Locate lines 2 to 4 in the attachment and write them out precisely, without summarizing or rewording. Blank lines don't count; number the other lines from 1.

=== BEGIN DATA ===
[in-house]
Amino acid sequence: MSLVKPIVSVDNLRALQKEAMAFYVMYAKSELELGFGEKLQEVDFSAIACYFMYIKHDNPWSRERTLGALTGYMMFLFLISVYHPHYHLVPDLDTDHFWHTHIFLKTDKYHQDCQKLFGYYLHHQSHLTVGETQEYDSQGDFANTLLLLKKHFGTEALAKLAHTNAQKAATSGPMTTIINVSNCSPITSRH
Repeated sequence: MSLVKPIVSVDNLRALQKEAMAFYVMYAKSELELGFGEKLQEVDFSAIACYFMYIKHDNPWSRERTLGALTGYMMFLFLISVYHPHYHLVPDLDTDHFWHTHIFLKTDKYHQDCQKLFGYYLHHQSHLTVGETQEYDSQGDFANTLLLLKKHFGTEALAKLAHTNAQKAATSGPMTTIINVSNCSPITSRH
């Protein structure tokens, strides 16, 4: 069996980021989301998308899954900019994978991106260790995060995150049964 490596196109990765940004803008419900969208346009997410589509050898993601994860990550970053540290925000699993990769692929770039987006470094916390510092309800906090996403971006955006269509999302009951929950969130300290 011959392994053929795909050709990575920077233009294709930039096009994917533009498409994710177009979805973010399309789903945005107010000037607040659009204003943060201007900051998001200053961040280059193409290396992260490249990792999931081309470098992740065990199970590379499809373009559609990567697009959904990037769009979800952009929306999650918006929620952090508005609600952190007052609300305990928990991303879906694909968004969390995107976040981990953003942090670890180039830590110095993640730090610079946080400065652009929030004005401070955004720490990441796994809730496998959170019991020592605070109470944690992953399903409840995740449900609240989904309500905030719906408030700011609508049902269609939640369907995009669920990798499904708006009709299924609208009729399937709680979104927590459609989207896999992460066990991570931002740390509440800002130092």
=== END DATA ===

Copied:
Amino acid sequence: MSLVKPIVSVDNLRALQKEAMAFYVMYAKSELELGFGEKLQEVDFSAIACYFMYIKHDNPWSRERTLGALTGYMMFLFLISVYHPHYHLVPDLDTDHFWHTHIFLKTDKYHQDCQKLFGYYLHHQSHLTVGETQEYDSQGDFANTLLLLKKHFGTEALAKLAHTNAQKAATSGPMTTIINVSNCSPITSRH
Repeated sequence: MSLVKPIVSVDNLRALQKEAMAFYVMYAKSELELGFGEKLQEVDFSAIACYFMYIKHDNPWSRERTLGALTGYMMFLFLISVYHPHYHLVPDLDTDHFWHTHIFLKTDKYHQDCQKLFGYYLHHQSHLTVGETQEYDSQGDFANTLLLLKKHFGTEALAKLAHTNAQKAATSGPMTTIINVSNCSPITSRH
């Protein structure tokens, strides 16, 4: 069996980021989301998308899954900019994978991106260790995060995150049964 490596196109990765940004803008419900969208346009997410589509050898993601994860990550970053540290925000699993990769692929770039987006470094916390510092309800906090996403971006955006269509999302009951929950969130300290 011959392994053929795909050709990575920077233009294709930039096009994917533009498409994710177009979805973010399309789903945005107010000037607040659009204003943060201007900051998001200053961040280059193409290396992260490249990792999931081309470098992740065990199970590379499809373009559609990567697009959904990037769009979800952009929306999650918006929620952090508005609600952190007052609300305990928990991303879906694909968004969390995107976040981990953003942090670890180039830590110095993640730090610079946080400065652009929030004005401070955004720490990441796994809730496998959170019991020592605070109470944690992953399903409840995740449900609240989904309500905030719906408030700011609508049902269609939640369907995009669920990798499904708006009709299924609208009729399937709680979104927590459609989207896999992460066990991570931002740390509440800002130092």